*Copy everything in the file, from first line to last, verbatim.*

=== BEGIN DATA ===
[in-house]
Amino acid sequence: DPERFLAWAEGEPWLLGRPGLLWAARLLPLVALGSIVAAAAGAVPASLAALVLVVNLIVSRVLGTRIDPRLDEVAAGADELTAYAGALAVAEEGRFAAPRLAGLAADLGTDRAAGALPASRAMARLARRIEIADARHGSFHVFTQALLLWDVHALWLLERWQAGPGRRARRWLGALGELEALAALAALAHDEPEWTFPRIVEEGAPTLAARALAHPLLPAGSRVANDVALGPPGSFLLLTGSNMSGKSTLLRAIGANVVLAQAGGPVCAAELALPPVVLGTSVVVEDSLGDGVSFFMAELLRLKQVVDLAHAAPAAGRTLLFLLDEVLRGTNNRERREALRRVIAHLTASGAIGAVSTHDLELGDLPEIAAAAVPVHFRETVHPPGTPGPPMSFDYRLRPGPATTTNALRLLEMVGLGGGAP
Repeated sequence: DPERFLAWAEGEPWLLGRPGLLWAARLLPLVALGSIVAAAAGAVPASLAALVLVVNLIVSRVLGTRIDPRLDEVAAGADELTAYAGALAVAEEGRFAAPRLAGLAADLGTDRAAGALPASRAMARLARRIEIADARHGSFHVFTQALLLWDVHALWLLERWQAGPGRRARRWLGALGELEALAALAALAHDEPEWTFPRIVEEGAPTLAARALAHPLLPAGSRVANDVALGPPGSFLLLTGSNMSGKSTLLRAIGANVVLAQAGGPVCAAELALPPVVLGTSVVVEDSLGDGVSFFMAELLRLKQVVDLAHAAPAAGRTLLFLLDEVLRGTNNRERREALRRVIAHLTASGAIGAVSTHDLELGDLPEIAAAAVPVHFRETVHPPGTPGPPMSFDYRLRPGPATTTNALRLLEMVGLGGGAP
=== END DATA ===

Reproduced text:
[in-house]
Amino acid sequence: DPERFLAWAEGEPWLLGRPGLLWAARLLPLVALGSIVAAAAGAVPASLAALVLVVNLIVSRVLGTRIDPRLDEVAAGADELTAYAGALAVAEEGRFAAPRLAGLAADLGTDRAAGALPASRAMARLARRIEIADARHGSFHVFTQALLLWDVHALWLLERWQAGPGRRARRWLGALGELEALAALAALAHDEPEWTFPRIVEEGAPTLAARALAHPLLPAGSRVANDVALGPPGSFLLLTGSNMSGKSTLLRAIGANVVLAQAGGPVCAAELALPPVVLGTSVVVEDSLGDGVSFFMAELLRLKQVVDLAHAAPAAGRTLLFLLDEVLRGTNNRERREALRRVIAHLTASGAIGAVSTHDLELGDLPEIAAAAVPVHFRETVHPPGTPGPPMSFDYRLRPGPATTTNALRLLEMVGLGGGAP
Repeated sequence: DPERFLAWAEGEPWLLGRPGLLWAARLLPLVALGSIVAAAAGAVPASLAALVLVVNLIVSRVLGTRIDPRLDEVAAGADELTAYAGALAVAEEGRFAAPRLAGLAADLGTDRAAGALPASRAMARLARRIEIADARHGSFHVFTQALLLWDVHALWLLERWQAGPGRRARRWLGALGELEALAALAALAHDEPEWTFPRIVEEGAPTLAARALAHPLLPAGSRVANDVALGPPGSFLLLTGSNMSGKSTLLRAIGANVVLAQAGGPVCAAELALPPVVLGTSVVVEDSLGDGVSFFMAELLRLKQVVDLAHAAPAAGRTLLFLLDEVLRGTNNRERREALRRVIAHLTASGAIGAVSTHDLELGDLPEIAAAAVPVHFRETVHPPGTPGPPMSFDYRLRPGPATTTNALRLLEMVGLGGGAP